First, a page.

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The Painting


After a hard fought battle against the Jailer’s minions, Tandreli decides it is time to rest with a rich desert and a fine wine. She returns to the Broker’s lounge in Oribos, spotting an empty seat at a table with two Sylvar couriers discussing the events of the day. The Sylvar are at first startled by Tandreli’s approach but then relax their guard.

“Greetings mortal! How fare you in the realm of death?” “I feel as lost here as I was on Azeroth but I have rediscovered a family member, so there is comfort in that. If that seat is not taken…?” “Not at all. You appear exhausted and battle-worn. Please sit, rest, and eat. Please tell us your story.” As if Tandreli needed and invitation to spin a tale. She was always one to have a lively tongue and fertile mind, even as a child, telling fanciful stories of town gobbling dragons and fearful giants and the brave, hardy warriors that slew them. She regaled them with her travel beyond the vail and the amazing sights she has beheld in the Shadowlands from the angelic Kyrian of Bastion to the gruesome denizens of Maldraxxus, from the lush verdant forests of Ardenweald to the stately gothic spires of Revendreth. The Sylvar remained fixed on her brightly glowing eyes as she passionately described her greatest victories over Sire Denathrius’ forces and those who would cast their lot with Zovaal.

“And before he could even raise his arms to cast the final evocation, I leapt and spun towards him with my blade like a vortex of steel, slicing his arm then…” It was then when the Kyrian minstrel entered and caught Tandreli’s attention. It was not his heavenly appearance nor his bold yet elegant stature, but rather the instrument he carried strapped to his back – a lute – that was Tandreli’s focus. The musician approached the bar and begged for a drink but having no money, the keep refused him service initially. Begging and pleading, the Kyrian offered to entertain the guests to which the keep slung a glass of brandy across the bar and said, “I hope you are proficient for if you turn my guests away, I have many chores in the back room that would serve as payment!”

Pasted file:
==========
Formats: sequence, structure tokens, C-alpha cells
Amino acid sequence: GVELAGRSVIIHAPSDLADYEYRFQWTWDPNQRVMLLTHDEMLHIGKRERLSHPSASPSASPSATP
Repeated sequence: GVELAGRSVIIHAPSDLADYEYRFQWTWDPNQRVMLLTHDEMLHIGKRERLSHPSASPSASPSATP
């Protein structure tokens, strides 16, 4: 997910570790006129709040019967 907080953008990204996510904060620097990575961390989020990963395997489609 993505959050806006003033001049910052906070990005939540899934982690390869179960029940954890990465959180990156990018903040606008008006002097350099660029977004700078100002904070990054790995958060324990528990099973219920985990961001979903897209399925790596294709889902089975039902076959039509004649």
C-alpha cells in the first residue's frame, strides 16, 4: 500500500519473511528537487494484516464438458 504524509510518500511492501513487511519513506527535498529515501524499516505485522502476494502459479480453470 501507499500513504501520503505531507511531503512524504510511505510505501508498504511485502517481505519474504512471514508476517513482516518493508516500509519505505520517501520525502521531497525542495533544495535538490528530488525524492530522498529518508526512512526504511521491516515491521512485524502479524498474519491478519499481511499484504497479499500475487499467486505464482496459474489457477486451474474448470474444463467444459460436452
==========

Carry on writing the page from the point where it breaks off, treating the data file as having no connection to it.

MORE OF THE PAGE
The instrument and the tune stirred something in Tandreli! Another broken memory from her life arose to her consciousness and overwhelmed her psyche, sending her adrift in a sea of fragmented recollections. Quietly sneaking up a staircase, young Tandreli slips away from the family to investigate the attic. She was told never to go there. There was nothing of interest to her and nothing that she was allowed to see. But like most curous children, forbidden fruit is always the sweetest. Reaching the top of the stairs she ever so gently opens the hatch and squeezes through, being careful not to make even the slightest sound. Whilst all elves were known for their amazing hearing, parents were even more heightened than common folk.

At last she was here! Fancy gowns that her mother used to wear in her younger days, several ornate blades that Father probably wore with his military uniforms for presentations to the court, old toys from her brother’s younger days, and even the little crib that Tandreli herself was rocked as an infant. So much to explore and over in the corner, what appeared to be a very attractive picture frame.

Little Tandy tiptoes over to the corner for a closer examination. Indeed, it’s a family portrait from when she was not even a year old! She recognized each one – Father, Mother, herself of course, her brother, and then this other young male. But who? He looked like brother Leomarrin, but older perhaps? Could this have been a visiting relative? And such fancy, ostentatious clothing with huge puffy silken sleeves and colorful pantaloons with a beautiful wide brimmed hat that had a rainbow dyed plume on the top! And an instrument! THE most gorgeous lute with the finest filigree adorning the sound hole, neck, and head! She stares for several minutes in amazement – who is this?

“I told you NEVER to come here, Tandreli. There is nothing for you here!” “I’m so sorry, Father. I was curious. Please do not punish me. I meant no harm.” “I suppose. Let’s go back downstairs with the family and I will forget this.” “Just one question, Father. Who is the elf bard in the portrait? Perhaps a friend come visiting or maybe a distant relation?” Her father was visibly shaken, stumbling for an appropriate answer. “It’s too soon to speak of this. You are too young and it has not been long enough. Come now let us retreat downstairs before I forget you are forgiven!” “But Father! Please, I j-j-just want to know who…” “Silence! We will speak NO MORE of this man!”

“Mortal! Mortal! What happened after you sliced through the evil conjurer’s arm? Are you not well or perhaps possessed?”

“I-I-I. What happened? I’m sorry. Apologies to all. I must go now.” The Sylvar, bewildered at Tandreli’s odd behavior, rise to bow and excuse her. She is shaken. Yet another piece of her “before life” has returned to haunt her like a specter of her past, leaving even more questions without answers. Who was the man in the portrait, and why was Father so reluctant to speak of him? Uggh more mysteries as yet unsolved but easily soothed with more of this delicious cake and rich wine, which Tandreli bundled and quickly took with her. So many questions.

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